According to Mason Tvert of the Marijuana Policy Project, who had a hand in crafting Amendment 64, the lawsuit was “meritless” all along. “States have every right to regulate the cultivation and sale of marijuana, just as Nebraska and Oklahoma have the right to maintain their failed prohibition policies,” Tvert said in a press release following the dismissal. “Colorado has done more to control marijuana than just about any other state in the nation. It will continue to set an example for other states that are considering similar laws in legislatures and at the ballot box.”
Justices Clarence Thomas and Samuel Alito thought that the U.S. Supreme Court should hear the case because it’s the only judicial body that can. “The complaint, on its face, presents a ‘controvers[y] between two or more States’ that this Court alone has authority to adjudicate,” Justice Thomas wrote in a dissenting opinion. “The plaintiff States have alleged significant harms to their sovereign interests caused by another State. Whatever the merit of the plaintiff States’ claims, we should let this complaint proceed further rather than denying leave without so much as a word of explanation.”
While Colorado’s cannabis community can breathe a sigh of relief that this suit got tossed, it’s not the final word for the industry’s future. “This decision isn't really a win for marijuana advocates — it maintains the status quo,” commented Aaron Herzberg of the medical marijuana holding company CalCann Holdings. “Marijuana is still federally illegal and is considered a Schedule I controlled substance, meaning it's in the same class as heroin — which is absolutely ridiculous. While states are free to establish their own marijuana law, the federal government needs to reform federal law to allow for access to banks and to reform the tax codes to treat marijuana businesses fairly. Unfortunately, I don't see that happening until well after the presidential elections."
Of all the questions lingering over Colorado’s burgeoning pot industry, perhaps none is weightier than who will control federal drug enforcement after November 2016? How Americans vote on the top of the ticket could be make or break for the future of legal weed in the Centennial state. And of all the remaining candidates, only one appears a reliable ally to the legalization movement. (Don’t bother sitting down, this will not be a shocker.) It’s the Democratic socialist from Vermont — Bernie Sanders.
Now, the full extent to which the cannabis community will mobilize for Bernie still remains to be seen. Kyle Sherman, CEO of cannabis software startup Flowhub, says the choice this election season is clear for his him and his colleagues. But they’re taking the wait-and-see approach.
"Bernie Sanders seems to have the support of most cannabis enthusiasts, given his pro-drug law reform platform, but it doesn't seem like there'll be all that much activity in support of him as a candidate unless he becomes the Democratic nominee," Sherman says. "Once the candidates for each party have been announced, however, my company will be launching a GOTV campaign centered around cannabis as a primary issue, and I hope others in the space take similar steps."
Others in the industry are wasting no time organizing and empowering the cannabis community to get their interests represented at the highest level of government.
Hillary Clinton, who could very well end up the Democratic nominee, is tentative and vague on the topic. In November, she hinted that she’d be open to liberalizing her stance. At a town hall in South Carolina, the former Secretary of State told the predominantly black audience that she supports medical marijuana. “I want to move from Schedule 1 to Schedule 2 so researchers can research what’s the best way to use it, dosage, how does it work with other medications," Clinton added. (In Schedule 2, marijuana would keep company with cocaine and methamphetamine.) A month prior, she had declined to say whether she supports states’ right to legalize. During her first presidential bid in 2007, Clinton said flat out that "I don't think we should decriminalize [marijuana].”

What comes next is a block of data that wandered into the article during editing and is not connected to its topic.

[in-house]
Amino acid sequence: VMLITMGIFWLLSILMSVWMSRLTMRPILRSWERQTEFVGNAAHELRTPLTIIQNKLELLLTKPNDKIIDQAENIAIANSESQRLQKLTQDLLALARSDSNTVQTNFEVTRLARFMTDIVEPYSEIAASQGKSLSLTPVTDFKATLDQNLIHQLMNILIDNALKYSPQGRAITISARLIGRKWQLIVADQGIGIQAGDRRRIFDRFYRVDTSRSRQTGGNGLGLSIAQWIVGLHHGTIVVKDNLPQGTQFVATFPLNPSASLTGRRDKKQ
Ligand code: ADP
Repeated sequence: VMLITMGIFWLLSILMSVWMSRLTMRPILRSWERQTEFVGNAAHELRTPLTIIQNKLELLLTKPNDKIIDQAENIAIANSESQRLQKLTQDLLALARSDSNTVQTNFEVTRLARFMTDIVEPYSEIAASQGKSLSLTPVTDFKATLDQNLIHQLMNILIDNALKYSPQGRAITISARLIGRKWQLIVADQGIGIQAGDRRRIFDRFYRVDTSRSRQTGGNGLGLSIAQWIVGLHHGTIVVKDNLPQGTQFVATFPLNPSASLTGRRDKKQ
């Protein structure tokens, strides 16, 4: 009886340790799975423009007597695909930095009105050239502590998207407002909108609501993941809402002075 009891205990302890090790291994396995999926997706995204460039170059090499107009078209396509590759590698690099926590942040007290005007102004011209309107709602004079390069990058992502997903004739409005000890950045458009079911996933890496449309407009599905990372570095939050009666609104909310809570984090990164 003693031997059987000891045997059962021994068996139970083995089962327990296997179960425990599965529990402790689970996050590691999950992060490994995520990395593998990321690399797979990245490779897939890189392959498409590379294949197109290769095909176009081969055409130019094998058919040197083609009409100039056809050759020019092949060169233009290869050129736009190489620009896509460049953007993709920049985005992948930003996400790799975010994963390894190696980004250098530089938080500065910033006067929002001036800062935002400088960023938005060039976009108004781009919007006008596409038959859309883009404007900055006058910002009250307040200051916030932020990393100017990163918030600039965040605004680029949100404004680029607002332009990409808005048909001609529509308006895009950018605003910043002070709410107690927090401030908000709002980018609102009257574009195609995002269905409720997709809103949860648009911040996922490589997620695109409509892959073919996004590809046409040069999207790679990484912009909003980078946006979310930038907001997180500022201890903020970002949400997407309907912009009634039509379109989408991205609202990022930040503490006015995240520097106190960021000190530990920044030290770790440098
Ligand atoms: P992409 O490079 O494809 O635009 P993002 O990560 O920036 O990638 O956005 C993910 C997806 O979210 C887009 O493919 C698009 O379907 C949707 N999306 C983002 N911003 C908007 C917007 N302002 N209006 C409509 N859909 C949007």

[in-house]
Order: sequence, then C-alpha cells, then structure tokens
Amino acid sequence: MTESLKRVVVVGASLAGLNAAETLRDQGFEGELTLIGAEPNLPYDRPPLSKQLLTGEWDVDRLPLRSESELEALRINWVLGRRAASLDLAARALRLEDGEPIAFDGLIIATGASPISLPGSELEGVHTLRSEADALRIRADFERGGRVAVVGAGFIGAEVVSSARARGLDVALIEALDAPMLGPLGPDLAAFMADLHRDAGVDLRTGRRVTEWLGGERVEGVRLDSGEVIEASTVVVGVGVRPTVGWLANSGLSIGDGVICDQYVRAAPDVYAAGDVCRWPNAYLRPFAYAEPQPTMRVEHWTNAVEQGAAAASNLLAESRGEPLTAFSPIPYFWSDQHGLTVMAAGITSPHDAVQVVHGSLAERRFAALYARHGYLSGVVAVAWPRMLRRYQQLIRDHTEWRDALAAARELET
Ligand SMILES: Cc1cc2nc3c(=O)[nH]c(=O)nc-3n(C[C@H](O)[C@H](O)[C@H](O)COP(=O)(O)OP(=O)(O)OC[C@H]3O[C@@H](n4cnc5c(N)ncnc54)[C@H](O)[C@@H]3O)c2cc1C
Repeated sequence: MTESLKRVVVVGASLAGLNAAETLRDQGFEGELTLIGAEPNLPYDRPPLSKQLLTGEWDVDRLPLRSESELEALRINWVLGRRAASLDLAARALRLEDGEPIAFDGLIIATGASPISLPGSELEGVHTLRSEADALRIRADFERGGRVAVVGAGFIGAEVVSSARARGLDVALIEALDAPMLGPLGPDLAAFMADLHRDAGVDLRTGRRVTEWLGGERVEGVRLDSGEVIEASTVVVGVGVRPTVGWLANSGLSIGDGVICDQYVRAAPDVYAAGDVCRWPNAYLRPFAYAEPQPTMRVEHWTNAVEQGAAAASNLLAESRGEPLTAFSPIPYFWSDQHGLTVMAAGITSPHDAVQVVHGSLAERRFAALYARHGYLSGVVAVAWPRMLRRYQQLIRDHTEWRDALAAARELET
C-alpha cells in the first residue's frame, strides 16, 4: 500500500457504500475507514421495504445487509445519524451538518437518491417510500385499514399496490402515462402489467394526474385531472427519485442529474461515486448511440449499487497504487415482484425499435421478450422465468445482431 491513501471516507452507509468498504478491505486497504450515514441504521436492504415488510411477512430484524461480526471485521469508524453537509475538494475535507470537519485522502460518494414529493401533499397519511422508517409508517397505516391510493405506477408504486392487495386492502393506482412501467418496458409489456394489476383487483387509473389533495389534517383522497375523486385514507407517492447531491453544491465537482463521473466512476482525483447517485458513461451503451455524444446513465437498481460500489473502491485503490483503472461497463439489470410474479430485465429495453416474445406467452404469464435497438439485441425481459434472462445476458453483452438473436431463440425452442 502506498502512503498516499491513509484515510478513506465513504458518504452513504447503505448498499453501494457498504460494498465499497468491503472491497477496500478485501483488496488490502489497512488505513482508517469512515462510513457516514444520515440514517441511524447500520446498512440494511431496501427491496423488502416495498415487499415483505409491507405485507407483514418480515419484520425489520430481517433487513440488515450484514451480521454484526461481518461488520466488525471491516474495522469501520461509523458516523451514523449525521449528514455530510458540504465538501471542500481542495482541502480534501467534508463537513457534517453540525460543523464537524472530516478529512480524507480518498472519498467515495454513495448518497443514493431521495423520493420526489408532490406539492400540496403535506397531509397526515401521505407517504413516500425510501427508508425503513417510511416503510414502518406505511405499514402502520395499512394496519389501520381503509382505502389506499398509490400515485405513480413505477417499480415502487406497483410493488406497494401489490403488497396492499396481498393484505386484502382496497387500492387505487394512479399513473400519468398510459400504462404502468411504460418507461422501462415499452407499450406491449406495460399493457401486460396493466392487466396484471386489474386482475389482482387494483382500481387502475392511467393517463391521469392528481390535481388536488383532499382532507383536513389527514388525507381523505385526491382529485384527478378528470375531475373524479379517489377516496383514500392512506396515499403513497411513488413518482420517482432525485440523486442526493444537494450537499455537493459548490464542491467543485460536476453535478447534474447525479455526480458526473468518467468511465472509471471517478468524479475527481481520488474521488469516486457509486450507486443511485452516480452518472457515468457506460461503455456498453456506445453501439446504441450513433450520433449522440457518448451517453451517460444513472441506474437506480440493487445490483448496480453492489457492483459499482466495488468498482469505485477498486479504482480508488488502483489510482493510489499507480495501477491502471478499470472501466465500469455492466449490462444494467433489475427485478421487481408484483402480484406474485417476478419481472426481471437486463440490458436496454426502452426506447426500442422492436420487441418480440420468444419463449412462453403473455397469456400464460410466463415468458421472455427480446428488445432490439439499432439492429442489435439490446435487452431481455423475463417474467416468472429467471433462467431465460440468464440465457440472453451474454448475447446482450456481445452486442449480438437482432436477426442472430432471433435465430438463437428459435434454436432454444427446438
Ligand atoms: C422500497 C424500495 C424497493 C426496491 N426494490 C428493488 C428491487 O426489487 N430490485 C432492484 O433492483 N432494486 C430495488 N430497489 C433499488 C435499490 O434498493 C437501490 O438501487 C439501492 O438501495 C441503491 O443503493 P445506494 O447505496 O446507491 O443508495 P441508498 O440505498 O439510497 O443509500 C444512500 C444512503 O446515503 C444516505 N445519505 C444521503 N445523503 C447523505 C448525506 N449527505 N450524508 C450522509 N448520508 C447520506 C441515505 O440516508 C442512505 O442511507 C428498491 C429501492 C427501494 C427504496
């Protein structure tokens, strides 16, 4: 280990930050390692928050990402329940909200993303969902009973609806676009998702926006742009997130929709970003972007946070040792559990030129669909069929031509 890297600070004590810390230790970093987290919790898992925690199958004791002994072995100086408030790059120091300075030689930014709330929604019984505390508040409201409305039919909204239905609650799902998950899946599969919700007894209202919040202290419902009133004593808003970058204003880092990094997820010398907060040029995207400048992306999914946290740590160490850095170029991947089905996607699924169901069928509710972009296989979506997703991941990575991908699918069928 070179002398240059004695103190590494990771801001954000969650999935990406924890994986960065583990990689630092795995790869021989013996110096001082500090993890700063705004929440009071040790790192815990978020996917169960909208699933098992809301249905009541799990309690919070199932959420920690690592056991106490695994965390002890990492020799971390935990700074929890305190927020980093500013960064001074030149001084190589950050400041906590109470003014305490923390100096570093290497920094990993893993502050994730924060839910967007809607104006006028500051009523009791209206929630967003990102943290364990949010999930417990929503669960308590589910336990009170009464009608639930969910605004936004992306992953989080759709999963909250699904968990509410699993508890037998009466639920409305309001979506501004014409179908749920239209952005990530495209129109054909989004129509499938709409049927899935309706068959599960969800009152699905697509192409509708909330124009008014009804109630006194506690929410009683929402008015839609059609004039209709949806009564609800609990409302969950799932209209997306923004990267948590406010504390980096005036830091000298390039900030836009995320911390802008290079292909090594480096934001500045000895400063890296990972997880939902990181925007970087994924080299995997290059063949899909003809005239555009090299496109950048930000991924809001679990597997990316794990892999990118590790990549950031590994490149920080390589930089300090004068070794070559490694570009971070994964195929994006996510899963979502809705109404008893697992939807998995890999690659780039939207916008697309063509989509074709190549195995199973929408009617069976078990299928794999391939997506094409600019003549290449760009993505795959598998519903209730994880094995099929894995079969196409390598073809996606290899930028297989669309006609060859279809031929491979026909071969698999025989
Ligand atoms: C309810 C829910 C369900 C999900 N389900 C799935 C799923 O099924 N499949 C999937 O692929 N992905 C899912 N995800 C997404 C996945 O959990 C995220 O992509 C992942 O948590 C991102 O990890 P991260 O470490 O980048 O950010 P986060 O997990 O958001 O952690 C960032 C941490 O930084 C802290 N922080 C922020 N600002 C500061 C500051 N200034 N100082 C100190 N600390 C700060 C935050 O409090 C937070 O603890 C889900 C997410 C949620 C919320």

So her position is “ever-evolving” (pragmatist-speak for: “Let’s see where public opinion goes.”)
Sanders, to be fair, isn’t as gung-ho as he could be.
“When I was mayor of the town of Burlington [Vermont],” the Senator told Katie Couric last year, “which has a large university, and one or two of the kids were smoking marijuana, we suspect, we didn't arrest too many people for marijuana.” But he himself doesn’t partake. In the same interview he joked about being "the only person who didn't get high in the Sixties" before clarifying: "I smoked marijuana twice, and it didn't quite work for me. It's not my thing, but it is the thing of a whole lot of people.”
Warren Gill, regional press secretary for the Sanders campaign, says, “It’s the whole package [that’s] drawing a lot of folks to our side. You know, the U.S. has more people in jail today than any other country, and we are spending about $80 billion a year to lock people up. That's just obscene, and I think our supporters realize how wrong it is that hundreds of thousands of Americans have a criminal record for smoking marijuana, but not one major Wall Street executive has been prosecuted after causing the near collapse of our entire economy.”
The “single-issue voter” may indeed be the unicorn of electoral politics (nonexistent, though subject to frequent speculation).
“It's not my No. 1 issue, but the decriminalization of drugs in general is very important,” says Hazen Garcia, a local businessman in his 30s who’s feeling the Bern. “Addicts and users deserve treatment, not incarceration.”